All the world has watched the purposeful disruption – as the Millenarian forces of ‘our democracy’ have sought to dissolve America’s foundational storyline, stigmatising white supremacism as a threat to the state, and as ‘domestic terrorism’. The world clearly sees the widespread public restiveness, and a weak administration with insufficient strength in Congress to follow through with transformative legislation. Moreover, multiple spending splurges promise to bring galloping inflation – the eternal political killer.

The sudden lifting of the (once ‘perpetual’) COVID emergency powers, and the growing scepticism at ‘lockdown-based science’, signals the end to the unlimited accretion that the virus ‘gave’ to state power. The ‘science-based’ rationale is in disarray (especially, as now the details of U.S. early ‘gain of function’ collaboration with Wuhan, are being leaked). One can sense a paradigm shift in mood amongst the U.S. public.

The ’emergency powers’ have ended too soon for the likes of the Davos élites: COVID lockdown was weaponised both to be disruptive – and concomitantly, to speed Trump’s ouster. But it was also always intended by the Re-set ‘crowd’ to be the bridge to span the gap between the immediate dispensation of the COVID emergency, and stage two – that of the Global Climate Crisis ‘emergency’ (which also would likely require ‘climate lockdowns’, we are told). These were the disruptive events (the deus ex machina), that would be used to legitimise global monetary governance and the ushering in of a truly radical ‘overhaul of our economic structures, and doing capitalism differently’.

But the cracks in this agenda seem to be accelerating. The oligarchs ‘behind the Re-set curtain’ seem flummoxed by the turn of events – and at the hostility their agenda has generated. The pushback is not confined to just lockdowns; but an ‘exhausted majority’ is revolting at ‘correctness’, and the teaching of Critical Race Theory in schools and in the workplace. The Atlantic reports a poll showing that among the general American population, a full 80% believe that “political correctness is a problem in our country.” Even young people are uncomfortable with it, including 74% ages 24-29; and 79% for those under age 24. On this issue, the woke and their handlers, find themselves in a clear minority, across all ages.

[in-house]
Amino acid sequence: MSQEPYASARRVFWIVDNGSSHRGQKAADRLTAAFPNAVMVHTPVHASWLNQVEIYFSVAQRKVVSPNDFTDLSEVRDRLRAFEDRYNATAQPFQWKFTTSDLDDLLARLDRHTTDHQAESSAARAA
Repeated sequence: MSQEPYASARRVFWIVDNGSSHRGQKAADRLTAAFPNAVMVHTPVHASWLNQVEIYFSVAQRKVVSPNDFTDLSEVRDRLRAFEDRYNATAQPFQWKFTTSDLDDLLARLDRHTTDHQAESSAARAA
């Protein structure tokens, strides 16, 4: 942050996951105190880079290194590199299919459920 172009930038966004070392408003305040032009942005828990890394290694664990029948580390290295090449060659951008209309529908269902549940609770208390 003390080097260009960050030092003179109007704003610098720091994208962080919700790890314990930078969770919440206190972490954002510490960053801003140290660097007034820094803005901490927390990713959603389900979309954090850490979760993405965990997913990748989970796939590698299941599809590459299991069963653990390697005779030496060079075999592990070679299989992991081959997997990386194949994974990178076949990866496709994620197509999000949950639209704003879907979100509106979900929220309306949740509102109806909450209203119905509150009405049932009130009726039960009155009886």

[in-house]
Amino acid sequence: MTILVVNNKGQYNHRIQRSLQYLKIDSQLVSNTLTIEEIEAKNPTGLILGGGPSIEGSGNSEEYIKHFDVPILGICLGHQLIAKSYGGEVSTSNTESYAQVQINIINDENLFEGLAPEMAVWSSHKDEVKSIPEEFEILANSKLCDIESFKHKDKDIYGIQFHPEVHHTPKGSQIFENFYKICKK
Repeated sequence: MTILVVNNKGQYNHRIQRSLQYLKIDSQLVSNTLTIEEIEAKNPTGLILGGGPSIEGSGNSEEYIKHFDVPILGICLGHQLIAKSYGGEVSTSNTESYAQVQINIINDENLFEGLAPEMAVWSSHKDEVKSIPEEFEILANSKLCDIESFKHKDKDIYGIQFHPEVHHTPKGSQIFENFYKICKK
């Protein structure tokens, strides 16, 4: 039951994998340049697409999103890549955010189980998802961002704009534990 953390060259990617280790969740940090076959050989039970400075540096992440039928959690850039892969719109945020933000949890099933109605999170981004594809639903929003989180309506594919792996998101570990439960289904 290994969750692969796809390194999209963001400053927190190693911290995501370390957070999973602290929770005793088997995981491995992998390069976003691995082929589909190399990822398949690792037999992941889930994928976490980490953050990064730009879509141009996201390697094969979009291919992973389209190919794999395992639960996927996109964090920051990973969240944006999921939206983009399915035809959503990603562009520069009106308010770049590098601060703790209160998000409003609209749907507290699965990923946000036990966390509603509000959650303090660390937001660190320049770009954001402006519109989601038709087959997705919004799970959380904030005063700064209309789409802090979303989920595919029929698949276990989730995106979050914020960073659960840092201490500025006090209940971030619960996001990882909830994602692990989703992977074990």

So, the bottom line is that the narrative of ‘West is best; its virtues sacred’, is compromised. And this remains widely recognised across the globe, despite the EU’s gushing response. Some of these inherent tensions were clearly on display during the recent mini-intifada launched by Hamas, after the Israeli riot police entered al-Aqsa mosque. On the one hand, Biden sang the song of traditional American virtue, supporting unreservedly Israeli actions. While, on the other, the progressives in his party sang about the oppression of Palestinians and their Rights. Which is it to be? The world watches. Will America’s foundational values be overthrown, or is a Thermidorian reaction already beginning to unfold? Will the former all unwind with the 2022 U.S. mid-term elections?

So, as the world makes its’ accounting in wake of Biden’s ‘progress’ through Europe, they will note that nothing emerged that would change the direction-of-travel of the global strategic balance. More than anything, it is the evolving shift in the strategic balance that counts. And the geo-strategical balance is not in the U.S.’ favour – it is tilting against the U.S.

As long ago as March 2018, Putin described in detail (in an address to a joint session of Federal legislatures), the operational capabilities of new defence systems that were ready for release, or were far advanced in the testing and production pipeline. These included hypersonic missiles flying at Mach 10 and more. He claimed that the new weapons systems marked the first time in history that Russia had moved ahead of the West in innovative, unparalleled performance of its arms. “Putin insisted that the new weapons systems signified the restoration of strategic parity with the United States”. That is the point. Elsewhere today, Iran has achieved a strategic parity with Israel; and China is advancing towards a weapons lead over the U.S.